Colombian President Gustavo Petro's son says illegal money entered election campaign
According to the information given by Nicolas Petro, his father’s campaign funding exceeded legal limits. Additionally, some of it was not reported to electoral authorities
August 4, 2023 8:05am
Updated: August 4, 2023 8:05am
Nicolás Petro, the oldest son of Colombian President Gustavo Petro, on Thursday admitted that illegal money was funneled into his father’s election campaign last year, prosecutors said during a court hearing held on Thursday.
Prosecutor Mario Burgos told a judge that Nicolás Petro, who was charged over the weekend with money laundering and illicit enrichment, told authorities he received large sums of money from a former senator convicted of drug trafficking, a “powerful” businessman and a Colombian contractor charged with murder,
Last week, Nicolas Petro, 37, was arrested and charged with money laundering and illicit enrichment after a month-long investigation by the Prosecutor's Office in the city of Barranquilla.
He is being accused of receiving money from drug traffickers in exchange for including them in the government’s peace plans. He allegedly bought properties valued at $349,000 with money proceeding from those deals.
During the hearing, Burgos said Nicolás Petro confessed he used some of the money for personal reasons and the the rest was funneled into his father’s presidential campaign.
Prosecutors also said the president's campaign funding exceeded legal limits, and that some of it was not reported to electoral authorities.
Nicolás Petro agreed to provide more evidence, resign his seat as a local lawmaker in Colombia’s Atlántico department and avoid accepting other political roles, the prosecutors added.
"Mr. Nicolas Fernando Petro Burgos gave relevant information that was unknown until now by the attorney general's office, including ... about the financing of the past presidential campaign of the current president, Mr Gustavo Petro Urrego," prosecutor Mario Burgos said during the hearing on Thursday.
Speaking Thursday at an event in northern Colombia, President Petro, denied the the allegations.
“The president of the republic has never asked any of his sons or daughters to commit a crime, neither to win, nor to finance campaigns, nor for anything that has to do with power,” he told a large crowd in the Sucre department.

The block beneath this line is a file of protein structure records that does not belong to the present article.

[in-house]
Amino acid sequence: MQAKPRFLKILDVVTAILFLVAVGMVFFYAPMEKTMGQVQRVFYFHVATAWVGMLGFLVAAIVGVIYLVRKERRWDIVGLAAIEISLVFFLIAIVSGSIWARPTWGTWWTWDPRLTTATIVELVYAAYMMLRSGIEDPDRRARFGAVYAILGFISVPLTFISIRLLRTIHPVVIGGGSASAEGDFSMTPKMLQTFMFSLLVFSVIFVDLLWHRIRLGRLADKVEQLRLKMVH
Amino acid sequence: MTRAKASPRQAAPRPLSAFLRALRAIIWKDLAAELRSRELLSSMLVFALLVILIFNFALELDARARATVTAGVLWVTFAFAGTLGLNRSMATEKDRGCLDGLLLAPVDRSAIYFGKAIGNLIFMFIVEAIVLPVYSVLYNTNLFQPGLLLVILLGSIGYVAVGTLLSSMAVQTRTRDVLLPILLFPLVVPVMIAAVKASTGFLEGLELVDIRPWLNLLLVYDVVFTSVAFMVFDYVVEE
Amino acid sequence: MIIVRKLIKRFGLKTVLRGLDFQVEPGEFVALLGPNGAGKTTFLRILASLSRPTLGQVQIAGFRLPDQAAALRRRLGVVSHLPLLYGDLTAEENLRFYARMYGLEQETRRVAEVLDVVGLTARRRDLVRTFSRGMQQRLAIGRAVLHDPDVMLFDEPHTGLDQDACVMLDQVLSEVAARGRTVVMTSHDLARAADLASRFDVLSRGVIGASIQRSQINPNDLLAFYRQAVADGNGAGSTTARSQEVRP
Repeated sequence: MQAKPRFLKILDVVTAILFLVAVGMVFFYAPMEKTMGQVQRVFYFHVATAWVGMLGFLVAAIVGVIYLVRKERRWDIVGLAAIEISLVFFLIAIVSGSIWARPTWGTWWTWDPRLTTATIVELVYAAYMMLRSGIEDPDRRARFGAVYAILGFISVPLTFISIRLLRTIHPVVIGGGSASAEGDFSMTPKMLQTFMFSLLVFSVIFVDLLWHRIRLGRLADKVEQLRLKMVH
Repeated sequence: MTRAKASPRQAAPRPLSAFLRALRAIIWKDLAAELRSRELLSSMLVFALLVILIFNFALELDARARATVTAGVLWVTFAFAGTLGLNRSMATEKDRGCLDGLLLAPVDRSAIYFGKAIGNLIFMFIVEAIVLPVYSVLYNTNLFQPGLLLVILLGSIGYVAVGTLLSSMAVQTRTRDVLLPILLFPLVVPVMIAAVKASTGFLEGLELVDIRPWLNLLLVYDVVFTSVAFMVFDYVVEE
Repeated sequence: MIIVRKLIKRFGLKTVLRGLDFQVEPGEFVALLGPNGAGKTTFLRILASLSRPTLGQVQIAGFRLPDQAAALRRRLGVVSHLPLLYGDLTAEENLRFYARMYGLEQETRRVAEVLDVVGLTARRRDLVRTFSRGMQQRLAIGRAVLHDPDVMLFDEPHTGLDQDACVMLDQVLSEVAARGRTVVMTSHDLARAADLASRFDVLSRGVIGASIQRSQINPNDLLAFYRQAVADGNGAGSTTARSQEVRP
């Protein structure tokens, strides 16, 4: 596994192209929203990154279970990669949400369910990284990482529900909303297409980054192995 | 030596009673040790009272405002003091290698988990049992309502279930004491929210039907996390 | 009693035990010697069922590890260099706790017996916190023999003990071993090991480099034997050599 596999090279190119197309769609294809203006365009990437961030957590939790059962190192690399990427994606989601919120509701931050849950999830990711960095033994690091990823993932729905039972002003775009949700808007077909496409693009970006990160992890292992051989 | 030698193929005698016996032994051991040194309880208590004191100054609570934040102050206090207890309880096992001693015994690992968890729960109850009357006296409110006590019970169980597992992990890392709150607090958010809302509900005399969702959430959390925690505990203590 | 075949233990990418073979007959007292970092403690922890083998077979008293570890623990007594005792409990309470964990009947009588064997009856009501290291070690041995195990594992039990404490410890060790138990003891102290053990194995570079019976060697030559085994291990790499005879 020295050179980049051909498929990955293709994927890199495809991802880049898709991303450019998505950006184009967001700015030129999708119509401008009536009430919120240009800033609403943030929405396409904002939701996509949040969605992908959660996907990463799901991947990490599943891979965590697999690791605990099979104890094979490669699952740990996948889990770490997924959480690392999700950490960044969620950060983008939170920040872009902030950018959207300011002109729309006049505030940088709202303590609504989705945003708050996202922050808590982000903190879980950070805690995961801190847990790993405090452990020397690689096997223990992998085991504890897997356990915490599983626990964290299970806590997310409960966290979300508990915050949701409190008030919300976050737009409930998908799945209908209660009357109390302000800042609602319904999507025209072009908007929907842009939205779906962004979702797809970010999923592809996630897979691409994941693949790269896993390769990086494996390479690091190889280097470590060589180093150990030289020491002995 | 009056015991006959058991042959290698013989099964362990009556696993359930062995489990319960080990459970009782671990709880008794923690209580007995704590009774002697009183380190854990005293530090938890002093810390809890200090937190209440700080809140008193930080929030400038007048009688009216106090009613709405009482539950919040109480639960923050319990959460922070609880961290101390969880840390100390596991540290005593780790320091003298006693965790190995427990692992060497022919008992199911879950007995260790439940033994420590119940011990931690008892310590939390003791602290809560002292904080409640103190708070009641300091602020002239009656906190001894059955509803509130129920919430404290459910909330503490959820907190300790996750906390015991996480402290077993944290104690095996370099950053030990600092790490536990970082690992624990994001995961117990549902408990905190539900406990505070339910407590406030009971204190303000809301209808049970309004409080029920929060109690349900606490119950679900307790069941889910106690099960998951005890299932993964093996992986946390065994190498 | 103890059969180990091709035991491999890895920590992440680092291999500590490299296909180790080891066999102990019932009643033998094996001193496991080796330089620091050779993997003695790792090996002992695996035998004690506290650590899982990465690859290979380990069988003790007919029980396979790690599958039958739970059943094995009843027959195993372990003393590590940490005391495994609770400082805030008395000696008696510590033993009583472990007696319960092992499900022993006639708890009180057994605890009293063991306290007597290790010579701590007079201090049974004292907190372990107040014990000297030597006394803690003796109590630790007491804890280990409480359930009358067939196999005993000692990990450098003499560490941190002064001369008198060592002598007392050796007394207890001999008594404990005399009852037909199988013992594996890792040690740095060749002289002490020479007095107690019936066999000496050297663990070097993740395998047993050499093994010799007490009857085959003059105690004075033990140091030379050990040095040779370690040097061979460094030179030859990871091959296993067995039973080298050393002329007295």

“My sons and daughters have been free. They may make mistakes like every human being. They’ll walk different paths from mine, maybe, but from their father you will never expect that. It has not happened and it will not happen.”
He also made recent comments about how the case has hurt him emotionally.
“It hurts me a lot to see so much self-destruction, and the fact that one of my sons goes to jail,” he said.
The Colombian president has denied any involvement in the case, claiming that the has not received “any type of favor” from individuals associated with criminal enterprises. He added that he hopes any claims linking him to the illegal activities would “vanish quickly.”
Colombian political scientists interviewed by the Washington Post said the case could harm Petro's presidency, which has already faced complications.
“Even without this scandal it was very complicated, because he did not have the majority in the congress and he has not wanted to negotiate with political parties,” said Yann Basset, a political science professor at Colombia’s Rosario University. “Now the government’s only agenda is basically to survive.”
Nicola’s Petro’s ex-wife, Daysuris del Carmen Vasquez, is also being charged with money laundering and violation of personal data, according to a news release published by the Colombian Attorney General.
Nicolas Petro pleaded not guilty to the charges earlier this week. If convicted, he faces sentences of 12 and 20 years in prison.